1. Weed occurrence in Finnish coastal regions: a survey of organically cropped spring cereals

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    P. RIESINGER

    2008-12-01

    Full Text Available Weed communities of organically cropped spring cereal stands in the southern and the northwestern coastal regions of Finland (= south and northwest, respectively were compared with respect to number of species, frequency of occurrence, density and dry weight. Regional specialization of agricultural production along with differences in climate and soil properties were expected to generate differences in weed communities between south and northwest. Total and average numbers of species were higher in the south than in the northwest (33 vs. 26 and 15.6 vs. 10.0, respectively. Some rare species (e.g. Papaver dubium were found in the south. Fumaria officinalis and Lamium spp. were found only in the south. The densities and dry weights of Lapsana communis, Myosotis arvensis, Polygonum aviculare, Tripleurospermum inodorum and Vicia spp. were higher in the south, while the densities and dry weights of Elymus repens, Persicaria spp. and Spergula arvensis were higher in the northwest. Total density of weeds did not differ between south and northwest (average = 565 vs. 570 shoots m-2, respectively. Total dry weight of weeds was higher in the northwest compared with the south (average = 1594 vs. 697 kg ha-1, respectively, mainly due to the high dry weight of E. repens. The only variable that was dependent on the duration of organic farming was weed density in the south. The abundance of nitrophilous in relation to non-nitrophilous weed species was higher while the abundance of perennial ruderal and grassland weed species was lower compared with previous weed surveys. This can be regarded as the result of increasing cropping intensity on organic farms in Finland. Different weed communities call for the application of specific target-oriented weed management in the respective coastal regions.;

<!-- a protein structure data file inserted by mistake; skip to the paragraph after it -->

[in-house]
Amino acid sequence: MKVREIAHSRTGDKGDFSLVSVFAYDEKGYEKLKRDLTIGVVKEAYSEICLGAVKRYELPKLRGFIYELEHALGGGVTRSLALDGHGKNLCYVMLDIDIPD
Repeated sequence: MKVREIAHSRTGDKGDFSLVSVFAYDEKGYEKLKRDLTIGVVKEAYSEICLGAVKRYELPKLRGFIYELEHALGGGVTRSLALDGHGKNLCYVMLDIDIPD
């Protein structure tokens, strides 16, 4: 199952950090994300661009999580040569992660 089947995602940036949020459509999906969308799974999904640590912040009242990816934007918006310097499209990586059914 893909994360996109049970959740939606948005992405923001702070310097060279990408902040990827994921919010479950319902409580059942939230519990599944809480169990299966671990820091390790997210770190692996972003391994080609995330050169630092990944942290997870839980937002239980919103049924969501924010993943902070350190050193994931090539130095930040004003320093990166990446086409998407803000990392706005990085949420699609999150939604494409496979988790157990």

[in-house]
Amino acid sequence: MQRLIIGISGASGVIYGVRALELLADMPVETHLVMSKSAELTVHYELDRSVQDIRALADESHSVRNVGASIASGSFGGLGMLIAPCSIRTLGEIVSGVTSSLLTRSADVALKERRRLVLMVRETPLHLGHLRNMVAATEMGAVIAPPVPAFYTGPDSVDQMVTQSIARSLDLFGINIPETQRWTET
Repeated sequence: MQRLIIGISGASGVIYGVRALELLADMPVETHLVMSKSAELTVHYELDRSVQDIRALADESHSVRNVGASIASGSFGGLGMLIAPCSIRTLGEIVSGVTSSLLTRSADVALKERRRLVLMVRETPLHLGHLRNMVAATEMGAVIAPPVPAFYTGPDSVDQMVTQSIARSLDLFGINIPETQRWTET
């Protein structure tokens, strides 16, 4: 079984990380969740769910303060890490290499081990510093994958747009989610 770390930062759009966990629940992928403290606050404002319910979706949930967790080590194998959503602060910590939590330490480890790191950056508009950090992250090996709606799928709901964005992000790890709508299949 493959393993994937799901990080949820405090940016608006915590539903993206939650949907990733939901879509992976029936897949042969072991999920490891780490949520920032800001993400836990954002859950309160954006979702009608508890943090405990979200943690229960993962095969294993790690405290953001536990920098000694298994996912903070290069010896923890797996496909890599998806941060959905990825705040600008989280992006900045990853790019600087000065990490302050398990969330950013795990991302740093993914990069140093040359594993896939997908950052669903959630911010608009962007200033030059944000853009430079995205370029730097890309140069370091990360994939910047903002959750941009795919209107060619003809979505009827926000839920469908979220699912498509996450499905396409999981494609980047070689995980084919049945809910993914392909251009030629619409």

2. Plastid transformation in the monocotyledonous cereal crop, rice (Oryza sativa) and transmission of transgenes to their progeny.

    Science.gov (United States)

    Lee, Sa Mi; Kang, Kyungsu; Chung, Hyungsup; Yoo, Soon Hee; Xu, Xiang Ming; Lee, Seung-Bum; Cheong, Jong-Joo; Daniell, Henry; Kim, Minkyun

    2006-06-30

    The plastid transformation approach offers a number of unique advantages, including high-level transgene expression, multi-gene engineering, transgene containment, and a lack of gene silencing and position effects. The extension of plastid transformation technology to monocotyledonous cereal crops, including rice, bears great promise for the improvement of agronomic traits, and the efficient production of pharmaceutical or nutritional enhancement. Here, we report a promising step towards stable plastid transformation in rice. We produced fertile transplastomic rice plants and demonstrated transmission of the plastid-expressed green fluorescent protein (GFP) and aminoglycoside 3'-adenylyltransferase genes to the progeny of these plants. Transgenic chloroplasts were determined to have stably expressed the GFP, which was confirmed by both confocal microscopy and Western blot analyses. Although the produced rice plastid transformants were found to be heteroplastomic, and the transformation efficiency requires further improvement, this study has established a variety of parameters for the use of plastid transformation technology in cereal crops.

  3. WHAT IS BEHIND BIASED TECHNICAL CHANGE IN PRODUCTION OF CEREAL AND OILSEED CROPS IN SLOVAKIA?

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    Peter FANDEL

    2014-11-01